News from the Fastlane

  • Michelle put us on our toes and challenges us ethically in Household Words Chapter 1.
  • Chris provides us with a fascinating video from Ben Goldace on Bad Pharma - A must watch!
  • Unfortunately no LITFL Review next week as I will be busy over at ICEN 2012.

The Final Words

  • “A true leader has the confidence to stand alone, the courage to make tough decisions and the compassion to listen to the needs of others. He does not set out to be a leader but becomes one by the quality of his actions and the integrity of his intent.”

 -Douglas MacArthur

  • “Patients don’t come to us for judgement. They come to us for care.”

-Greg Henry

That’s it for now…

Hopefully this roundup of the world of electronic emergency medicine and critical care education for everyone helps you to deal with anyone, anything, anywhere at anytime for at least another week! If you’d like to suggest something for inclusion in the next edition of The LITFL Review, email kane AT

LITFL Review EM/CC Educational Social Media Round Up — Academic Life in Emergency Medicine — Adventure Medicine—  A Life at Risk — All LA Conference — Al Sacchetti’s Youtube — Bedside Ultrasound  Better in Emergency Medicine — Broome Docs — — CLIC-EM — Critical Care Perspectives in EM — Dave on Airways —DrGDH — Dr Smith’s ECG Blog — ECG Academy —ECG of the WeekED Exam — EDTCC — EKG Videos — EM Basic — EM Core Content — EMCrit — Emergency Medical Abstracts —EMERJENCYWEBB –EmergencyLondon — Emergency Medicine Cases — Emergency Medicine Education — Emergency Medicine News  Emergency Medicine Ireland — Emergency Medicine TutorialsEmergency Medicine Updates —Emergucate EM Literature of Note —  — EMpills  — Emergency Physicians Monthly — EM Lyceum — EMProcedures — EMRAP —  EMRAP: Educators’ Edition — EMRAP.TV —  ER CAST — Free Emergency Medicine Talks — GMEP — Gmergency! —  Greater Sydney Area HEMS —  — ICU Rounds — Impactednurse — Intensive Care Network —iTeachEM - Keeping Up With Emergency Medicine — KeeWeeDoc  LipheLongLurnERdok  — MDaware — MD+ CALC  — MedEDMasters  — Medical Education Videos — Medicina d’urgenza — Medicine for the Outdoors — Micrognome — Movin’ Meat — Neurointensive Care — Pediatric EM Morsels — PEM ED — PHARM — Practical Evidence— Priceless Electrical Activity — Procedurettes — — Radiology Signs — Radiopaedia — — Resus.ME — RESUS Room — Richard Winters’ Physician Leadership — SCANCRIT — SCCM Blogs —  SCCM Podcast — SEMEP — SinaiEM — SinaiEM Ultrasound —  SMART EM  —  SonoSpot — StEmylns — Takeokun — thebluntdissectionThe Central Line — The Ember Project —The Emergency Medicine Resident Blog —  The NNT  — The Poison Review — The Sharp End — The Short Coat   The Trauma Professional’s Blog — The Underneaths of EM — ToxTalk — TJdogma  Twin Cities Toxicology — Ultrarounds — Ultrasound Podcast — UMEM Educational Pearls  — Ultrasound Village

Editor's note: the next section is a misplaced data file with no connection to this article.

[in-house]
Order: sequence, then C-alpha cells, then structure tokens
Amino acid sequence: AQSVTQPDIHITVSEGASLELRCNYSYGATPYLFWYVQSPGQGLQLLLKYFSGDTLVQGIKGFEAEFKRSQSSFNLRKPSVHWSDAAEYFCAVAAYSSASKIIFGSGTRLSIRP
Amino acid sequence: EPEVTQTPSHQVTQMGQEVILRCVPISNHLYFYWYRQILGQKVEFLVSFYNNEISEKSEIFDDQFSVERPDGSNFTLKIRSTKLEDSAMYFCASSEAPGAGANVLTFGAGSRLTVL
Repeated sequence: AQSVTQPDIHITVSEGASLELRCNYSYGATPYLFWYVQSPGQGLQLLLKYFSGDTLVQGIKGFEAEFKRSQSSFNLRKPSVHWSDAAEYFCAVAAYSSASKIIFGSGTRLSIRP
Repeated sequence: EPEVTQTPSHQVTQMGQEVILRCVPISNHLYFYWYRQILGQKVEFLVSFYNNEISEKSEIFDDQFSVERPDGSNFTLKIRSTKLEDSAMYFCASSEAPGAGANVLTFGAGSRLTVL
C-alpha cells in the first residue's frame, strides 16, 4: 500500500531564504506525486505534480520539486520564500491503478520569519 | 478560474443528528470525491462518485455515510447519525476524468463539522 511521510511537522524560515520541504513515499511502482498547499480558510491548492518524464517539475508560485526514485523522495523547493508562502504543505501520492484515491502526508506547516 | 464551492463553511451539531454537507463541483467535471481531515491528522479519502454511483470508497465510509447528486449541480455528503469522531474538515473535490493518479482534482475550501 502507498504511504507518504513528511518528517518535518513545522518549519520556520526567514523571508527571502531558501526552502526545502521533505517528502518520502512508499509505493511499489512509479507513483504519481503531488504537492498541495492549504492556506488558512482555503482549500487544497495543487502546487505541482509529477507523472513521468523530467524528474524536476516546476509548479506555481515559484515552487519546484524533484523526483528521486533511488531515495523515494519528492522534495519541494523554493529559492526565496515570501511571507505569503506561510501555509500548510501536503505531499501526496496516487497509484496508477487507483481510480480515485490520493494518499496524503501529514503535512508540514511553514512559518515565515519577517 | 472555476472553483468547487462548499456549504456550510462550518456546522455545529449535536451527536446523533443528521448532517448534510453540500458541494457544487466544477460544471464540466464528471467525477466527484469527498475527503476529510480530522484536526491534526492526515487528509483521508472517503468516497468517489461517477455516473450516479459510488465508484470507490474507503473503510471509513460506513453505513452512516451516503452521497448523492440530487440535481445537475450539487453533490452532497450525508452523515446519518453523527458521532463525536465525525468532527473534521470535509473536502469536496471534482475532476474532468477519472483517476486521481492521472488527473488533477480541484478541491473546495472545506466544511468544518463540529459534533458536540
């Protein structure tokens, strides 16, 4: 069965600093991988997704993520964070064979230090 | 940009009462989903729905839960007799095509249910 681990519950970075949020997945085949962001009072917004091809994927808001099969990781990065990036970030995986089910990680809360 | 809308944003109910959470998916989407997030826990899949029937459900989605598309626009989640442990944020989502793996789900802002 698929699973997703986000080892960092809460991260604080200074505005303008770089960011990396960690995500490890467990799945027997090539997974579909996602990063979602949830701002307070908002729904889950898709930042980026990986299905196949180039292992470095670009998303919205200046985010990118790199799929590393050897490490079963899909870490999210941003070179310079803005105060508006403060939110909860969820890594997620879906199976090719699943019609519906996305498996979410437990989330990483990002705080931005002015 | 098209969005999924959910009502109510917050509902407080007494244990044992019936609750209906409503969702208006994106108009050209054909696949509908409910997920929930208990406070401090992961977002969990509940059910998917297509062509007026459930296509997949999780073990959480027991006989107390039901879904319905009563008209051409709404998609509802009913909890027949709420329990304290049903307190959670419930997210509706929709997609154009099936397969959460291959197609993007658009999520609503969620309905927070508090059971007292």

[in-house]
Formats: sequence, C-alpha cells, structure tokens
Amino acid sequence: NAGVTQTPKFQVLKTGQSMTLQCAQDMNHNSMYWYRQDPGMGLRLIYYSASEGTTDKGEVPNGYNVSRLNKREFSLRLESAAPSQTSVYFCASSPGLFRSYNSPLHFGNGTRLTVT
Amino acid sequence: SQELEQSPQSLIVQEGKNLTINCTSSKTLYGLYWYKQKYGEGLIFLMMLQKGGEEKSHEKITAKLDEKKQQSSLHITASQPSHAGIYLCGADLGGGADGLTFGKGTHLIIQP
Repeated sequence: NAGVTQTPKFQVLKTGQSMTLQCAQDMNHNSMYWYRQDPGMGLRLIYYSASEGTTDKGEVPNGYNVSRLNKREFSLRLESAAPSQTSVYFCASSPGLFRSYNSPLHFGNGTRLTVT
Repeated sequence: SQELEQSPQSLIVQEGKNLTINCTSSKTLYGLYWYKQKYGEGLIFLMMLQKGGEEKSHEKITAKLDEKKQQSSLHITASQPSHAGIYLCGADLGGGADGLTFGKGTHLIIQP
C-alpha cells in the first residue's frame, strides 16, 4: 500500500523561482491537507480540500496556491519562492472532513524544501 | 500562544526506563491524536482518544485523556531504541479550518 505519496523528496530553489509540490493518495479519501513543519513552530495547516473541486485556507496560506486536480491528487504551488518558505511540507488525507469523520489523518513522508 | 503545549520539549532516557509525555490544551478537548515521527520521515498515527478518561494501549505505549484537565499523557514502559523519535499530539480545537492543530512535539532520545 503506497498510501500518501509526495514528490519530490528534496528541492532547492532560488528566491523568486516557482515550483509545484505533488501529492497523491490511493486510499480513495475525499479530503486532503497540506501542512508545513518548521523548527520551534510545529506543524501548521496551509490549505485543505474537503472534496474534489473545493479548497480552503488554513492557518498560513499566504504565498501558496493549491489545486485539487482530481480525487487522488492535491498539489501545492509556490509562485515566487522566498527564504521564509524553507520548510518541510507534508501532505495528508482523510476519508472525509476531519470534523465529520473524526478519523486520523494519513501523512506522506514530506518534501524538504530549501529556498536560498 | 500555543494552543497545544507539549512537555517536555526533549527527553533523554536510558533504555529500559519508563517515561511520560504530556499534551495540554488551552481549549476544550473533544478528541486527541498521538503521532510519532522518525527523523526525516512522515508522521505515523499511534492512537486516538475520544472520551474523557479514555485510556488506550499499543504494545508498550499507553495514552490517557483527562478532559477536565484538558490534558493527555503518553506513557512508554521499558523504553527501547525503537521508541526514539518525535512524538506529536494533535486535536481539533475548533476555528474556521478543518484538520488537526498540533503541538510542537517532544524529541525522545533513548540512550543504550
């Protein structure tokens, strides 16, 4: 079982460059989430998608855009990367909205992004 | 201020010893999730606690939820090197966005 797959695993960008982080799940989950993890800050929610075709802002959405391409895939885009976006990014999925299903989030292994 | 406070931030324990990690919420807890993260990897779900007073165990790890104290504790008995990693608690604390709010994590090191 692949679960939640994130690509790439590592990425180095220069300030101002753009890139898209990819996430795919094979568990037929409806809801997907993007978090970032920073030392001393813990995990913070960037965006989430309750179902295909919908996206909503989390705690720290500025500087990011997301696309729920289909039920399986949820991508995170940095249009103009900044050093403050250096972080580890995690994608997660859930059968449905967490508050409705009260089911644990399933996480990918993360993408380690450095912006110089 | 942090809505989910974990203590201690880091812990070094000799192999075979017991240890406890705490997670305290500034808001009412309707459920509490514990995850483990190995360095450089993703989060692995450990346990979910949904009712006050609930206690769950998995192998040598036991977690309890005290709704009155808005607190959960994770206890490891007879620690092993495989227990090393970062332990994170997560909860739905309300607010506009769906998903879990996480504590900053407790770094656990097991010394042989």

The post The LITFL Review 078 appeared first on Life in the Fast Lane medical education blog.

Podcast 83 – Crack to Cure – ED Thoracotomy

Post image for Podcast 83 – Crack to Cure – ED Thoracotomy

Crack to Cure